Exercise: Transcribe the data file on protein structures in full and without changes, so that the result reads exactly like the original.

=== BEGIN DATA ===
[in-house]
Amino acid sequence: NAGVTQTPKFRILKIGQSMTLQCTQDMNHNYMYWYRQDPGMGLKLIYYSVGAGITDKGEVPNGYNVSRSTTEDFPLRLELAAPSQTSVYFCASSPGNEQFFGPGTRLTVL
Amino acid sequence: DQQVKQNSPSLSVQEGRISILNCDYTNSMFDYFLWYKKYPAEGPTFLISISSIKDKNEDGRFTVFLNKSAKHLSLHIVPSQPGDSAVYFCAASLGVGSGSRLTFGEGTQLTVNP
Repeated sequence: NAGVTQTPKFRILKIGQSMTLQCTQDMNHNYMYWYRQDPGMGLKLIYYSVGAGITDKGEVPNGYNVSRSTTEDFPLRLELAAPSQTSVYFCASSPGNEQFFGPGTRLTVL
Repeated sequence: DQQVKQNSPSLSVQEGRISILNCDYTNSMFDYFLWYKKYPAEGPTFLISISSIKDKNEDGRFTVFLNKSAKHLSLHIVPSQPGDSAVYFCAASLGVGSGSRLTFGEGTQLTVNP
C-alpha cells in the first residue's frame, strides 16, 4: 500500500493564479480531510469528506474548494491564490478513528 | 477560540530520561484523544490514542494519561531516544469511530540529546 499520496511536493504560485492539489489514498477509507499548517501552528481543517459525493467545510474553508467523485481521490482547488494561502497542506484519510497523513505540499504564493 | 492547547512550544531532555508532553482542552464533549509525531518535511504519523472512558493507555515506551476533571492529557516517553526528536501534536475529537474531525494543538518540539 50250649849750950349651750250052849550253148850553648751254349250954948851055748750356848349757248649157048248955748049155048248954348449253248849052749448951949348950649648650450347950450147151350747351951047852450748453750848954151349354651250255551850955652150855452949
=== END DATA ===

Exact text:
[in-house]
Amino acid sequence: NAGVTQTPKFRILKIGQSMTLQCTQDMNHNYMYWYRQDPGMGLKLIYYSVGAGITDKGEVPNGYNVSRSTTEDFPLRLELAAPSQTSVYFCASSPGNEQFFGPGTRLTVL
Amino acid sequence: DQQVKQNSPSLSVQEGRISILNCDYTNSMFDYFLWYKKYPAEGPTFLISISSIKDKNEDGRFTVFLNKSAKHLSLHIVPSQPGDSAVYFCAASLGVGSGSRLTFGEGTQLTVNP
Repeated sequence: NAGVTQTPKFRILKIGQSMTLQCTQDMNHNYMYWYRQDPGMGLKLIYYSVGAGITDKGEVPNGYNVSRSTTEDFPLRLELAAPSQTSVYFCASSPGNEQFFGPGTRLTVL
Repeated sequence: DQQVKQNSPSLSVQEGRISILNCDYTNSMFDYFLWYKKYPAEGPTFLISISSIKDKNEDGRFTVFLNKSAKHLSLHIVPSQPGDSAVYFCAASLGVGSGSRLTFGEGTQLTVNP
C-alpha cells in the first residue's frame, strides 16, 4: 500500500493564479480531510469528506474548494491564490478513528 | 477560540530520561484523544490514542494519561531516544469511530540529546 499520496511536493504560485492539489489514498477509507499548517501552528481543517459525493467545510474553508467523485481521490482547488494561502497542506484519510497523513505540499504564493 | 492547547512550544531532555508532553482542552464533549509525531518535511504519523472512558493507555515506551476533571492529557516517553526528536501534536475529537474531525494543538518540539 50250649849750950349651750250052849550253148850553648751254349250954948851055748750356848349757248649157048248955748049155048248954348449253248849052749448951949348950649648650450347950450147151350747351951047852450748453750848954151349354651250255551850955652150855452949